I wait behind the factory gates
|– an exhibition with textile as incitement. In collaboration with Konstfack.
26 okt 2011 – 13 nov 2011
|Eight works exploring the borders of the textile field and possibilities within. A group exhibition with the master students in Textile in the Expanded Filed at Konstfack.
Textile in the expanded field strives to investigate textile as a material as well as broaden its field. Within this exhibition textile is used in many ways, as a material but also as a concept, as we'll see through the works of these eight artists. They themselves represent the basic idea of the broader approach to this field, they come from different parts of the world, Brasil, Canada, Japan, Germany and Sweden. They have different areas of interests as well as various experiences from former studies as art, graphic design, fashion, industrial design and design.
Participating artists and artworks:
Miwa Akabane – walking waking dream. “I napped for a while this afternoon. Today’s dream was different from yesterday’s. But already, I cannot recall what I dreamt of today. Now is already past”. The work presents one single daily and ordinary scene expressed through textile pattern made by light and shadow. The repetitive pattern refers to the daily life built on a forever on going monotonous, but at the same time unique rhythm. Even daily life is full of chance or unpredictable events. Through this artwork Miwa Akabane connects the unconscious dream world with the everyday life.
Evelina Hedin Ownership reversed. There is a table, a frame and a currency, seemingly invariant lines of argument. The work is a reaction on power and subjectivity concerning relationship to place. Objects are operated and positioned in the installation in order to disestablish what is evident. What can be found through retrieval and distortion of material? Can I dissect the constituent parts of a fact until it is no longer true? Through material and text Evelina Hedin investigates the meaning of places and the absurd attempts to describe and look upon place objectively.
Manja Hunger Cilla Ramnek/Manja Hunger – 2006/2011. In 2006 Cilla Ramnek designed a collection of fabrics for Ikea and five years later in 2011 Manja Hunger bought one of these. This artwork is consisting of two parts that use this very ready-made fabric as a starting point. One part is a collage made by the artist and for the other part she commissioned the fabric designer to make a new textile work. By presenting these collages as her own work, Manja Hunger points out and refers to the origins of the working material and touches upon notions of authorship and originality.
Aiko Kubo – Blue moment. This work strives to sense an invisible atmosphere or presence, the Blue Moment. This moment follows the story of the transition between day and night. The installation of linen pillars intervenes with the architectural space and by walking through the piece one will feel the reverberating undulation of textile. Aiko Kubo is attempting to visualize conditions, the very material and the environment in space through artificiality. Textile is affected by external conditions more than most other materials. Therefore, it can visualize fine conditions in the air.
Bianca Nabuco Keeping together. Attachment, emotional connections, uncontrollable human conditions. The encounter of two distinct bodies. In the search for the image of an intimate relationship between corps, an ordinary body-object situation is expanded and shaped as one. By playing with the limits of reality Bianca Nabuco explores the possible borders between self, body, and surrounding. Focusing her projects in the body-object relationship she is interested in unconventional images that communicate through senses, poetry, and materiality.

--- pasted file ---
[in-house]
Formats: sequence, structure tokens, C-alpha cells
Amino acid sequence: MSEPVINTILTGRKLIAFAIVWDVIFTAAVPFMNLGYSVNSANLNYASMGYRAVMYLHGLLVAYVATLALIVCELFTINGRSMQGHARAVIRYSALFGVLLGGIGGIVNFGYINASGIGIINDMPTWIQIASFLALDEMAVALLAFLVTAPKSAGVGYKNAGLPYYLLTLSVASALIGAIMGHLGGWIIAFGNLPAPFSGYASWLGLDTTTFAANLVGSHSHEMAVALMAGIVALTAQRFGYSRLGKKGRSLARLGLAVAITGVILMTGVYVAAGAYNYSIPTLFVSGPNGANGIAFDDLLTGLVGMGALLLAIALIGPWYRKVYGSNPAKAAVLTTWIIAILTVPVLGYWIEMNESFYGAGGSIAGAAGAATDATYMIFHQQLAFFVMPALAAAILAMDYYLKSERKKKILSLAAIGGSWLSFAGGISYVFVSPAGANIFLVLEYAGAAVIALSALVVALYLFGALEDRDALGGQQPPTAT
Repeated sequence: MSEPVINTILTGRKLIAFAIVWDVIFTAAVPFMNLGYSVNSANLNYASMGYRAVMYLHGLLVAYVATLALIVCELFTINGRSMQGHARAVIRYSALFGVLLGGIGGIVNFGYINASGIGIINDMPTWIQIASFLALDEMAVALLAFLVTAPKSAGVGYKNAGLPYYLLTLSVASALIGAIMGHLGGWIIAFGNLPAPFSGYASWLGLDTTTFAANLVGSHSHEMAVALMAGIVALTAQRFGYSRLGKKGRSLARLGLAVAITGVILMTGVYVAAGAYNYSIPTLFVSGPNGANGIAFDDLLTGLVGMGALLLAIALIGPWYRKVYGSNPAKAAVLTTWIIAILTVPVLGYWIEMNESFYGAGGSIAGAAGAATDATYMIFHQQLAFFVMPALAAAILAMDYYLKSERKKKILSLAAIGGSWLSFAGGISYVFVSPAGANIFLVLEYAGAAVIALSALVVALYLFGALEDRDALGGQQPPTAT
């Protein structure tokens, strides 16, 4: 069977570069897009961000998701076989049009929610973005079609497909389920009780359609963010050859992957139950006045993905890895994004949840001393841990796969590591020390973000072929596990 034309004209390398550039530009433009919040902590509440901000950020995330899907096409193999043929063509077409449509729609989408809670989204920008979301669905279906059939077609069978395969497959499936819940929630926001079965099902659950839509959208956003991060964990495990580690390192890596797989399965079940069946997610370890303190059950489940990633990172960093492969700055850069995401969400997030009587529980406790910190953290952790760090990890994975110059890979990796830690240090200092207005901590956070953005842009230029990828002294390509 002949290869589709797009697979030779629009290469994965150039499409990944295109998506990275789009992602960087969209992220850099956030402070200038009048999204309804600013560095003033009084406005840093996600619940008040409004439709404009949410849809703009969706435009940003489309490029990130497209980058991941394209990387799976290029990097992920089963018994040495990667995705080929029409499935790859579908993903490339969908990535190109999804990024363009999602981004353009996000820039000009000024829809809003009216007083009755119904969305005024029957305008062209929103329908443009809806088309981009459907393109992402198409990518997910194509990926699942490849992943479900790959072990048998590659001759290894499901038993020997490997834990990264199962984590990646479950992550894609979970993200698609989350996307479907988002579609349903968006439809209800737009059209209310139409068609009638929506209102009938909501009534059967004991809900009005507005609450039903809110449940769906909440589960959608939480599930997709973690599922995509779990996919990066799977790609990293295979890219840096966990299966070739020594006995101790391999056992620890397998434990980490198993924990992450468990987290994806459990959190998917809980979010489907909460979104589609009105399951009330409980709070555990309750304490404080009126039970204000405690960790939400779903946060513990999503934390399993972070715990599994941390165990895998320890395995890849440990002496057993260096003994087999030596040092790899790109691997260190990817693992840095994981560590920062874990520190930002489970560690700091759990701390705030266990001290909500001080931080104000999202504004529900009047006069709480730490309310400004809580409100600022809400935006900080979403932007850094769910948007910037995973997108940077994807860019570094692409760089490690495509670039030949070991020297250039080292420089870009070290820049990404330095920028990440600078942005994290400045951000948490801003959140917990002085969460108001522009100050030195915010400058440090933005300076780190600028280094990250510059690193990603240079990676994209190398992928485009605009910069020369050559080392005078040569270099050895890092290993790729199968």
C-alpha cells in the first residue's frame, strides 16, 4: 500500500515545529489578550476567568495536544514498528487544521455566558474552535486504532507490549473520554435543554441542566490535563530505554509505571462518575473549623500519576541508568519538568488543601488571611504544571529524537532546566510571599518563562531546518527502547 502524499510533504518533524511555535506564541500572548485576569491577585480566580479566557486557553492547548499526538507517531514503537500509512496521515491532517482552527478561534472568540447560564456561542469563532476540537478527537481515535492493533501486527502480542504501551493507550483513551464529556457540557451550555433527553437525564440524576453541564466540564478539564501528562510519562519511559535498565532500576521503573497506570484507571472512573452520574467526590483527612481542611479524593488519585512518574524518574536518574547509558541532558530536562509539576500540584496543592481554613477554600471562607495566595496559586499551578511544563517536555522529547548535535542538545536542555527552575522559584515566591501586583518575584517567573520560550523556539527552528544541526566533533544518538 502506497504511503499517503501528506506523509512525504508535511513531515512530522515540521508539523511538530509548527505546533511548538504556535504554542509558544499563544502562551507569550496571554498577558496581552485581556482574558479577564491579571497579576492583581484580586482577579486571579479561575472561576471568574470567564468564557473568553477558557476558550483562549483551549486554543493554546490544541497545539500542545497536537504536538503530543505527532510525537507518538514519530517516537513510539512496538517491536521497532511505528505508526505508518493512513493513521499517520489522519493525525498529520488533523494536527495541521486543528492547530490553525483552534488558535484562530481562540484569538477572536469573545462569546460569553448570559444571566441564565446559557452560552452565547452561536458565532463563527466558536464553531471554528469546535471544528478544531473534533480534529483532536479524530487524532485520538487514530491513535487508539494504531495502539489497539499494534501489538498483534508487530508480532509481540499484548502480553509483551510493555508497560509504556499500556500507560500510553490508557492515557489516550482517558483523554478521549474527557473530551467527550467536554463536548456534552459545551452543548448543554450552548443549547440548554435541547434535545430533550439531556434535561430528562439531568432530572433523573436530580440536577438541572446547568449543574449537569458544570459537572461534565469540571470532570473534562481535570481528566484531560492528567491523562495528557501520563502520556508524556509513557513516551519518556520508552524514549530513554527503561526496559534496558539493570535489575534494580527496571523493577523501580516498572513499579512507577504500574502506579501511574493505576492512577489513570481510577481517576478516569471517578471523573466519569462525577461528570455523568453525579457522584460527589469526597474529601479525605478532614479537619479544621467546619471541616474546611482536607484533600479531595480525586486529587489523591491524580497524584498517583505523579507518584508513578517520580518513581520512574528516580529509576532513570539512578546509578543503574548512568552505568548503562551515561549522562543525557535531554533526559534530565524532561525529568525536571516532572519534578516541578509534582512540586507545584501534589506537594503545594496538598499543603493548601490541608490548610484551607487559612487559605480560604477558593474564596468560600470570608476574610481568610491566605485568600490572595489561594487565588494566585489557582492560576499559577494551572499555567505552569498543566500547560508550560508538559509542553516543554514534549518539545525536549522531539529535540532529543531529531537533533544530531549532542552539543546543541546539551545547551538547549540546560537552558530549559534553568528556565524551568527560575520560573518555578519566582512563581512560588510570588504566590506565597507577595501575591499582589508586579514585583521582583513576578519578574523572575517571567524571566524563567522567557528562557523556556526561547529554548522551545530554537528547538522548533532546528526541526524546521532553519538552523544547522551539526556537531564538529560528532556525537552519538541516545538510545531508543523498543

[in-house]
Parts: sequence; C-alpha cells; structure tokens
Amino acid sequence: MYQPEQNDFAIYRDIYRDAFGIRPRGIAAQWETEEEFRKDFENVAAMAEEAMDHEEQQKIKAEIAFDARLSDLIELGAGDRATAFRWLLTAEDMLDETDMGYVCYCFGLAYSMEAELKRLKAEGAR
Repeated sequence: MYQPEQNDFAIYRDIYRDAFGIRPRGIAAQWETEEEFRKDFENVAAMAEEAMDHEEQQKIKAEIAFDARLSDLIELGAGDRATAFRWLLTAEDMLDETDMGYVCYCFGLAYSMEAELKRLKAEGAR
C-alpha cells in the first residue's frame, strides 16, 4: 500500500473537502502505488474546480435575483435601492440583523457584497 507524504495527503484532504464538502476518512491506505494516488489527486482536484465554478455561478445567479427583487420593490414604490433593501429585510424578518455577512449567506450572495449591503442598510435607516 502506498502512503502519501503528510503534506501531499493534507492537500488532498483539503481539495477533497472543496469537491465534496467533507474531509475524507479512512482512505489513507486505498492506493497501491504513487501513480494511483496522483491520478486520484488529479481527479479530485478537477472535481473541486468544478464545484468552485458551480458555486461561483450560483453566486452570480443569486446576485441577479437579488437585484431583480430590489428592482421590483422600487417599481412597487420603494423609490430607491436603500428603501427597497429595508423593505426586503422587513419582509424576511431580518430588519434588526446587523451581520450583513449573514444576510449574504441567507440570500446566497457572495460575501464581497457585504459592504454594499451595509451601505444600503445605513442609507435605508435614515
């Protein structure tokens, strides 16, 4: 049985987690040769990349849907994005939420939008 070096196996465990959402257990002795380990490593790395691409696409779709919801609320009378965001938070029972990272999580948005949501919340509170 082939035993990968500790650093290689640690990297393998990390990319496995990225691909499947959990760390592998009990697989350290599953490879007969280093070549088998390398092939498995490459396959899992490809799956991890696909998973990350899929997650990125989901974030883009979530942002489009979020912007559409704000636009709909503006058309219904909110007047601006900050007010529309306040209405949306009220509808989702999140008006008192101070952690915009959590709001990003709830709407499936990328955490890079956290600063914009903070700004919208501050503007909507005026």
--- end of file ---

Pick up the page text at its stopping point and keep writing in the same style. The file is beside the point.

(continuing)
Anna Nordström Concern 1 Concern 2. The two types of fabric both evoke an idea of what’s considered feminine. This stereotype idea of the “feminine” is then reformed through Anna Nordström’s applied techniques. Concern 1 merges the ridiculous and the faux-expensive in the shiny synthetics with a hexagangular shape from the professional world of science (math/biology), through a traditional woman labour. Concern 2 emphasizes and at the same time de-emphasized what’s typical with this very floral pattern. The surface is built up by two different colour schemes of the same pattern, as a chessboard.
Emma Persson Be civilized. The pyjamas as everyday clothes can be a way to express critique. When Shanghai hosted the world’s fair 2010, the regime tried to stop people from wearing their pyjamas in public space. Though this is an old tradition in Shanghai, they now feared that citizens would look uncivilized to the West. It is a very small difference between a pyjama shirt and an ordinary shirt, but we still make careful selections of what garment to wear at what place. In this work Emma Persson uses clothes as a tool to question and reveal the social norms and structures in society.
Dagmara Stephan A collection of banal knit objects. 17 gloves made at once, growing out of each other. A long sock, when folded flat, will spell out a word. These objects are not quite practical, at the same time they are not without a concrete function either. They aim to inspire questions on relations between comfort, use, and everyday objects. Ambiguous in function yet highly tactile, Dagmara Stephan’s work provides a space where assumptions about textile, function, and the body can be experienced in playful, and improvised ways.